I knew we’d be starting school before I was ready for it.  I told the kids that we were going to start up our activities a week after Daddy did because I needed to practice incrementalism in our homeschool this time around or I would surely die.  They were down with it.

Daddy went to school on a Monday.  We went to jujitsu and the library.  We read some and did chores.  The kids bickered with one another.  We went to Sonic.  So far, so good.

Tuesday offered more of the same but with loud thudding noises where the boys slammed one another into walls and hit each other with pillows.  I felt a low grade fever coming on, but, no I didn’t.  That was actually a touch of rage.

Wednesday came and I heard a ginormous crash from upstairs.  Then I heard yelling and a smidge of crying.  I called the kids downstairs and discussed with them the many ways they could practice conflict resolution if they would only try.  We laughed and cried together.


We started school.  I rage-started school.

Now, I’m no fool.  I’ve been homeschooling for going on nine years.  We’ve had our share of joys and sorrows, successes and let’s-not-talk-about-that’s.  I knew better than to think that springing math on the kids instead of taking away the X-Box was going to launch the year the way I’d hoped. I didn’t exactly think it would be like this.


I didn’t mean to start our academic year as a direct result of sibling fighting.  (“Officer, I don’t know what happened.  There was all this noise and when I opened my eyes, the kids were doing math.”)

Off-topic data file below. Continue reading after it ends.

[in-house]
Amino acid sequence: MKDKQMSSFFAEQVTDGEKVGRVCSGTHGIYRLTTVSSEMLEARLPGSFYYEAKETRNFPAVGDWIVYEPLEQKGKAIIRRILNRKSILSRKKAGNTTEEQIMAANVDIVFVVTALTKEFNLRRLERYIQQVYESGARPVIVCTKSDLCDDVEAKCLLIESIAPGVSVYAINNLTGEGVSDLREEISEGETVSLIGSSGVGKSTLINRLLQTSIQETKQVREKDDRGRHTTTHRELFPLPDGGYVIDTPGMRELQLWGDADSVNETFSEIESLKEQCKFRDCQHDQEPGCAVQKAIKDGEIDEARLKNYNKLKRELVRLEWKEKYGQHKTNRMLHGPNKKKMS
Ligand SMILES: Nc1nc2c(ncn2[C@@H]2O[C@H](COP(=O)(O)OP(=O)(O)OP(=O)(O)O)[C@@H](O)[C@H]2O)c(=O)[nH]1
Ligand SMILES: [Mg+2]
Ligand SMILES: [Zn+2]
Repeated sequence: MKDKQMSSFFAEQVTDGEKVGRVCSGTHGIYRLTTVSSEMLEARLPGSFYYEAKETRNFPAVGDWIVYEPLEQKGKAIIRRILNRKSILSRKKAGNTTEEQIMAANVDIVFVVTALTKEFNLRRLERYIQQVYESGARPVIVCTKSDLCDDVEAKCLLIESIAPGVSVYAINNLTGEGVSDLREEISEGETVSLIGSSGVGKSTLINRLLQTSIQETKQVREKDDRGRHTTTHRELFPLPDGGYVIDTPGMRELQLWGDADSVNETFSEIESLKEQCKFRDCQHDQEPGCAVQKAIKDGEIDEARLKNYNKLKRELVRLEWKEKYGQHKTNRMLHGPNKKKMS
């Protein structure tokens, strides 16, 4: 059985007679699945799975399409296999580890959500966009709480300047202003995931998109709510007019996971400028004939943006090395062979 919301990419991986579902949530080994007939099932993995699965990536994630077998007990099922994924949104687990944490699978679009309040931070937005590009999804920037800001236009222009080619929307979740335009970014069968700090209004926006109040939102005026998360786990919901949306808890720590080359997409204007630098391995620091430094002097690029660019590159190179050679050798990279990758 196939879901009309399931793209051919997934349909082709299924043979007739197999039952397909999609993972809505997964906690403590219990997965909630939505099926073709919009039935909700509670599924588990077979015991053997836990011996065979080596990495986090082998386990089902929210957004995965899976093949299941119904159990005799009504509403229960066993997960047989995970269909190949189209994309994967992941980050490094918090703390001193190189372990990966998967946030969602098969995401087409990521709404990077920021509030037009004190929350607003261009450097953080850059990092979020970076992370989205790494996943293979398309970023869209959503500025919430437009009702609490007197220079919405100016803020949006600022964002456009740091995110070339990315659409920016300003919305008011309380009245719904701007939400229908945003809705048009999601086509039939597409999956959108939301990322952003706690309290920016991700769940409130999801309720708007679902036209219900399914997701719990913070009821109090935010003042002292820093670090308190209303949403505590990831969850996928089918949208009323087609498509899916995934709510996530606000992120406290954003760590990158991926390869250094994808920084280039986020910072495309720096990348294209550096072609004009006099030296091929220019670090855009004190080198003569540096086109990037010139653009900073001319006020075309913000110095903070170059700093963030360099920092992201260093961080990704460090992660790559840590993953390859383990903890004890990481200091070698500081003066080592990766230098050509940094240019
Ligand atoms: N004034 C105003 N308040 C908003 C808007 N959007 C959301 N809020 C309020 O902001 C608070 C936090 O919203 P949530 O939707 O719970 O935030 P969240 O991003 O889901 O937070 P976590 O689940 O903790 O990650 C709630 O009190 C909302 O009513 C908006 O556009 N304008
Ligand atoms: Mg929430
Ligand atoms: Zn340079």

But the Lord is gracious and compassionate.

So while the kids were dull-eyed when I first announced that our summer was stone-dead, the day unfolded much better than I expected.  So did the next day.  And the next.

I’m telling you this so that you can take heart if you A). homeschool, or B). ever mess up your own plans, and/or C). have ever turned math into a punishment when you told yourself you would never, ever do that because you have math issues yourself and wouldn’t dream of causing your kids to have them, too, because preventing those issues is one of the big reasons you chose to homeschool in the first place.

Life is messy and people are crazy (and by people I mean kids and dogs).  But God is good.  He cares about the little things.  You can trust him with your best laid plans–and their possible demise.

So if your summer ended not with a bang but a whimper, I just wanted to say:  Me too.  It’s still OK.  It’s going to be a great year anyway.